Cutting high-thickness metal sheets is a basic manufacturing process common to a wide range of industrial sectors, from heavy carpentry to ship-building. Laser-cutting technology ought, in theory, to have significant advantages over traditional cutting processes, among them high cutting speed, no tool wear and a reduction in the transfer of energy to the piece of metal being cut. Yet despite the fact that commercial laser-cutting systems have been on the market for a decade, their use has not become widespread.
The problem lies in the extreme sensitivity of the process to external disturbances and in the difficulties in controlling and tuning the variables of the laser-cutting process. These make it difficult to predict and model the cutting trajectory that the laser beam should follow. Even very slight changes in the metal’s chemical composition can halt the cutting process, bringing production to a standstill. Consequently the process has to be constantly monitored and adjusted by human operators.
The three partners of project E! 1784 EUROLASER PUBLICS have devised a commercial solution in the form of a fully automated, high power laser-cutting robot which is capable of continuously cutting metals up to 20mm thick in 2D and 3D. A key innovation in the process is to simulate the cut first, to guarantee accuracy. The system enables manufacturers to dispense with human supervision as sensors automatically recognise and correct any anomalies in the cutting process.
Julie Sors | alfa
Decontaminating pesticide-polluted water using engineered nanomaterial and sunlight
16.01.2020 | Institut national de la recherche scientifique - INRS
TUM Agenda 2030: Combining forces for additive manufacturing
09.10.2019 | Technische Universität München
Most natural and artificial surfaces are rough: metals and even glasses that appear smooth to the naked eye can look like jagged mountain ranges under the microscope. There is currently no uniform theory about the origin of this roughness despite it being observed on all scales, from the atomic to the tectonic. Scientists suspect that the rough surface is formed by irreversible plastic deformation that occurs in many processes of mechanical machining of components such as milling.
Prof. Dr. Lars Pastewka from the Simulation group at the Department of Microsystems Engineering at the University of Freiburg and his team have simulated such...
Investigation of the temperature dependence of the skyrmion Hall effect reveals further insights into possible new data storage devices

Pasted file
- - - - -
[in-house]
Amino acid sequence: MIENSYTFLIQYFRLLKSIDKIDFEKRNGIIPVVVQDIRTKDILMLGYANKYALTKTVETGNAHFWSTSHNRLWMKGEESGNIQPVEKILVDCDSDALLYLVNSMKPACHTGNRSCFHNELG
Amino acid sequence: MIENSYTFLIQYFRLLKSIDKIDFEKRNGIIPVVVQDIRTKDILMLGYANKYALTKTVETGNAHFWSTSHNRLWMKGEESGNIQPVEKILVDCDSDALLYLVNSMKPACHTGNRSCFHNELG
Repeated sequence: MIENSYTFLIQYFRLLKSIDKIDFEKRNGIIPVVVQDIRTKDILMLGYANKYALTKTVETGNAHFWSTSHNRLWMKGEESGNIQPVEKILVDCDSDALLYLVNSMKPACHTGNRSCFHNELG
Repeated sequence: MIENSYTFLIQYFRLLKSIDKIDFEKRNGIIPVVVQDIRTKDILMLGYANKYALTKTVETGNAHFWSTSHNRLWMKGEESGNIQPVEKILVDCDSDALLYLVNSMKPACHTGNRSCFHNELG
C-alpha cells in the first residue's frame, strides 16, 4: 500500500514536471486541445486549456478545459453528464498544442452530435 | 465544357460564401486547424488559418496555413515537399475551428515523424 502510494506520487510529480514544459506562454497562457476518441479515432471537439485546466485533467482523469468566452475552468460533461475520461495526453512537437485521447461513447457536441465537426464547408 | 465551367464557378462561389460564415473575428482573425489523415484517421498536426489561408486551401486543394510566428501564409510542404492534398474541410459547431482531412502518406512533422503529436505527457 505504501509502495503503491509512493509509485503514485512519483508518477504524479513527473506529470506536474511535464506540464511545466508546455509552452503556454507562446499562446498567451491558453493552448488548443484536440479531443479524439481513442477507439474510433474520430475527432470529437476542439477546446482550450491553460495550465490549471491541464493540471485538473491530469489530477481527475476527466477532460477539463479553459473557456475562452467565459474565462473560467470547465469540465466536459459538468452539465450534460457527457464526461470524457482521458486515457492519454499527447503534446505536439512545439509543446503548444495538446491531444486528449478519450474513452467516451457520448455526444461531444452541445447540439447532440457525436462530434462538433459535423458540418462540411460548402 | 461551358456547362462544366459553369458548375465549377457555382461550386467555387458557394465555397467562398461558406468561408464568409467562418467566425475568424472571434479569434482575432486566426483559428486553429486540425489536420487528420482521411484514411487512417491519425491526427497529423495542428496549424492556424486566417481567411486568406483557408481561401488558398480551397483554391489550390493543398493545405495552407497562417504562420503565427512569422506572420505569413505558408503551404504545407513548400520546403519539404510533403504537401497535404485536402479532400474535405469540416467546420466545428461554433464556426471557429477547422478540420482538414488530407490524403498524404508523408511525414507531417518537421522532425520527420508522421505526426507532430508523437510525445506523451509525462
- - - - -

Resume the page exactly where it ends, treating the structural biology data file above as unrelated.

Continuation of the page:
The joint research project of Johannes Gutenberg University Mainz (JGU) and the Massachusetts Institute of Technology (MIT) that had previously demonstrated...
Researchers at Chalmers University of Technology, Sweden, recently completed a 5-year research project looking at how to make fibre optic communications systems more energy efficient. Among their proposals are smart, error-correcting data chip circuits, which they refined to be 10 times less energy consumptive. The project has yielded several scientific articles, in publications including Nature Communications.
Streaming films and music, scrolling through social media, and using cloud-based storage services are everyday activities now.
After helping develop a new approach for organic synthesis -- carbon-hydrogen functionalization -- scientists at Emory University are now showing how this approach may apply to drug discovery. Nature Catalysis published their most recent work -- a streamlined process for making a three-dimensional scaffold of keen interest to the pharmaceutical industry.
"Our tools open up whole new chemical space for potential drug targets," says Huw Davies, Emory professor of organic chemistry and senior author of the paper.
Superconductivity approaching room temperature may be possible in hydrogen-rich compounds at much lower pressures than previously expected
Reaching room-temperature superconductivity is one of the biggest dreams in physics. Its discovery would bring a technological revolution by providing...
12.02.2020 | Event News
16.01.2020 | Event News
15.01.2020 | Event News
19.02.2020 | Physics and Astronomy
19.02.2020 | Information Technology
19.02.2020 | Power and Electrical Engineering